Keith Ellison demands a $15 minimum wage but doesn’t pay his interns
Economists have a notion called ‘revealed preference‘. Simply put, this says that you can deduce someone’s utility function (a measure of their preferences over a set of goods and services) by working backwards from what they spend their money on. Since its emergence in 1948, it has proved a useful tool for economists.
Do as I say, not as I do
Minnesota Representative Keith Ellison has been very vocal in his support for a $15 per hour minimum wage.
At the end of the day, raising wages is about basic human dignity. Nobody working full time should live in poverty, struggling to put food on the table or worrying about not being able to pay the light bill.
Our country is ready, and Minneapolis is ready to be a leader on this crucial issue facing people like Maggie who deserve so much more. As we take this important step addressing the growing divide in our country, let’s not leave anyone behind. All workers, whether they receive tips or not, deserve one fair wage of $15 an hour. [Emphasis added]
So cock-a-hoop was Rep. Ellison when Minneapolis City Council voted to raise its minimum wage to $15, that he was moved to song
But talk, and singing, is cheap. How do Rep. Ellison’s feelings about wages manifest themselves when he has to pay them?
According to a report from the Employment Policy Institute, Rep. Ellison pays his interns a wage of $0. He is not alone in this rank hypocrisy. According to the EPI,
at least 95 percent of U.S. House and Senate cosponsors of recently introduced $15 federal minimum wage legislation hire interns who earn no wage at all. In total, 174 of the 184 “Raise the Wage Act” cosponsors and primary sponsors hire unpaid interns.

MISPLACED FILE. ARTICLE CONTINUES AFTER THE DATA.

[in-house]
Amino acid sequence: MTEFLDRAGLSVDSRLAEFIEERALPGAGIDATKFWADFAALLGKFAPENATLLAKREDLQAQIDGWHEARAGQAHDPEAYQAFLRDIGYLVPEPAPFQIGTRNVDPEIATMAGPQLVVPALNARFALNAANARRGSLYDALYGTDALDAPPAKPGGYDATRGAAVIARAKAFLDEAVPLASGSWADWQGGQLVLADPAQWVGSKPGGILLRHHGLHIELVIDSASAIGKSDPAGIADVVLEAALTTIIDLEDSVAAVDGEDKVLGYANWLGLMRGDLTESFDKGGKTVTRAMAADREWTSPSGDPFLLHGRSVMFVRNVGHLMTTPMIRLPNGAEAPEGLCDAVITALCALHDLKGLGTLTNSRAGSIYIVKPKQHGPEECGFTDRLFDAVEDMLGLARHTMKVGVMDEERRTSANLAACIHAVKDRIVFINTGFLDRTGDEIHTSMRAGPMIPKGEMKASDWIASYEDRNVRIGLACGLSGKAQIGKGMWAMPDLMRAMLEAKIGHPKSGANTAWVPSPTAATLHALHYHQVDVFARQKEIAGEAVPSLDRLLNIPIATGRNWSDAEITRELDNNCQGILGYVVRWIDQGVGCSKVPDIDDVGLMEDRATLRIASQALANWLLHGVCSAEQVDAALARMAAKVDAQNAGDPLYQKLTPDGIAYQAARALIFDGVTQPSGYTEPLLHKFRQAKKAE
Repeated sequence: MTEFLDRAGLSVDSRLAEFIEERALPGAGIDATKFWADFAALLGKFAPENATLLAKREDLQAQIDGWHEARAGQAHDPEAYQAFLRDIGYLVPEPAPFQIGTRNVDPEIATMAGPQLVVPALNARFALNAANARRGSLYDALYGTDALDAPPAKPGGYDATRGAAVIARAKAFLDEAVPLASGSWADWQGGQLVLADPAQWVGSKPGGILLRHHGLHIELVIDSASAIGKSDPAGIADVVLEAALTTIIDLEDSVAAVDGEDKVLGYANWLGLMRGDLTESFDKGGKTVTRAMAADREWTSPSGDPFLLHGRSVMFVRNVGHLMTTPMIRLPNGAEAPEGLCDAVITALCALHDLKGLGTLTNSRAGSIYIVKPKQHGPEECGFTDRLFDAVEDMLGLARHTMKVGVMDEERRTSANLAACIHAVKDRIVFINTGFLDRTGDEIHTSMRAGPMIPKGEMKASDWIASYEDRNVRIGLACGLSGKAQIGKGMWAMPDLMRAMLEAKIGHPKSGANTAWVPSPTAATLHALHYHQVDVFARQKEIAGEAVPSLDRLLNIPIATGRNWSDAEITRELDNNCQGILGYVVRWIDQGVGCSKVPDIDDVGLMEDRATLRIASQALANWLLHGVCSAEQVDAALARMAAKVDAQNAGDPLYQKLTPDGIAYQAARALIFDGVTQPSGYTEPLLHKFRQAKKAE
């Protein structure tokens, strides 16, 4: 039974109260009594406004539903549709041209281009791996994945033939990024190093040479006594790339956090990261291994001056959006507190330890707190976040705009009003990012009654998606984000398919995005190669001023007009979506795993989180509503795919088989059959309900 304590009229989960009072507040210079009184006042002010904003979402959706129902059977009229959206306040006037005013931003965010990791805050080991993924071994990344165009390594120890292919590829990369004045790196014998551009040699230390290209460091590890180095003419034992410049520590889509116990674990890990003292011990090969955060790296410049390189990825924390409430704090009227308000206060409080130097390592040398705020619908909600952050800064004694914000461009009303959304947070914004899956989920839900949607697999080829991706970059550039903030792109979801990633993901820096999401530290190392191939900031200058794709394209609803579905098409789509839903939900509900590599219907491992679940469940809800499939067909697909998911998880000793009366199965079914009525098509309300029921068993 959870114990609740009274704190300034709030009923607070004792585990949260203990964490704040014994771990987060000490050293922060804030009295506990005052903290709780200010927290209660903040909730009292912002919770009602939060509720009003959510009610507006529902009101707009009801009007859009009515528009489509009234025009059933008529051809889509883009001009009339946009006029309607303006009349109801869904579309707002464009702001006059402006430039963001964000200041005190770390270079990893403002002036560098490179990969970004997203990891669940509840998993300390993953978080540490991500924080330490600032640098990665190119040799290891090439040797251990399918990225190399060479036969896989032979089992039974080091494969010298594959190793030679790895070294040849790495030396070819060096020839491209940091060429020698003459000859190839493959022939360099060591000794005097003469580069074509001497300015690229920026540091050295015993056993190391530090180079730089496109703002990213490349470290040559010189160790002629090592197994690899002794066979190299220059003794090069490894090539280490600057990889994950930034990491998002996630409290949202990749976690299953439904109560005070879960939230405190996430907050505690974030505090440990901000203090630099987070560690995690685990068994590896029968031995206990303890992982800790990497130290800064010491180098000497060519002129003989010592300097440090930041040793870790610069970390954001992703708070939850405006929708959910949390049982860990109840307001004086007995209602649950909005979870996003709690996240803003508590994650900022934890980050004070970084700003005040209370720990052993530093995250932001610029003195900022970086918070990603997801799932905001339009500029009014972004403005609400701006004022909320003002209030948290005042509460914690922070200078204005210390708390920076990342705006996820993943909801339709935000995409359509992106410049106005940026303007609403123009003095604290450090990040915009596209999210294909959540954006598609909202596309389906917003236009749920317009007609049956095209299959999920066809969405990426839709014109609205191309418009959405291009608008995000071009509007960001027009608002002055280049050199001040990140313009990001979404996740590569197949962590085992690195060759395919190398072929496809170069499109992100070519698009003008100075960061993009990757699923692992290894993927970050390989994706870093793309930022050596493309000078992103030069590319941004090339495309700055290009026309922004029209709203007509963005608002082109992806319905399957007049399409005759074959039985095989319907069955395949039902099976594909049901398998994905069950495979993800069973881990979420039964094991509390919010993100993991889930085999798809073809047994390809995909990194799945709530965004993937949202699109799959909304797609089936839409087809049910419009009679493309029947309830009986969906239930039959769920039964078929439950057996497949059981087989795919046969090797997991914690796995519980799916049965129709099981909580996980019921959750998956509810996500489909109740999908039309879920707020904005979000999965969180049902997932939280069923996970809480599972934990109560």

In the Senate, Senators Kamala Harris, Chuck Schumer, Cory Booker, Chris Murphy and 20 other cosponsors hire unpaid interns. Of those that do offer a stipend, Senator Bernie Sanders is the only member who pays an hourly wage. However, Senator Sanders’ office only pays interns $12 an hour, short of his $15 proposal. In the House of Representatives, Representatives Nancy Pelosi, Steny Hoyer, Keith Ellison, Maxine Waters and 145 other cosponsors do not pay their interns. Only 9 members from both chambers offer some form of a stipend, representing 5 percent of cosponsors.
It is very easy to stand in a legislature or go on TV and radio and demand that other people do this or that with their money. It is even easier to do so under the cloak of ‘fairness’. But people are never more honest than when they spend their own money. That tells us what people like Rep. Ellison really think about low pay.
John Phelan is an economist at the Center of the American Experiment.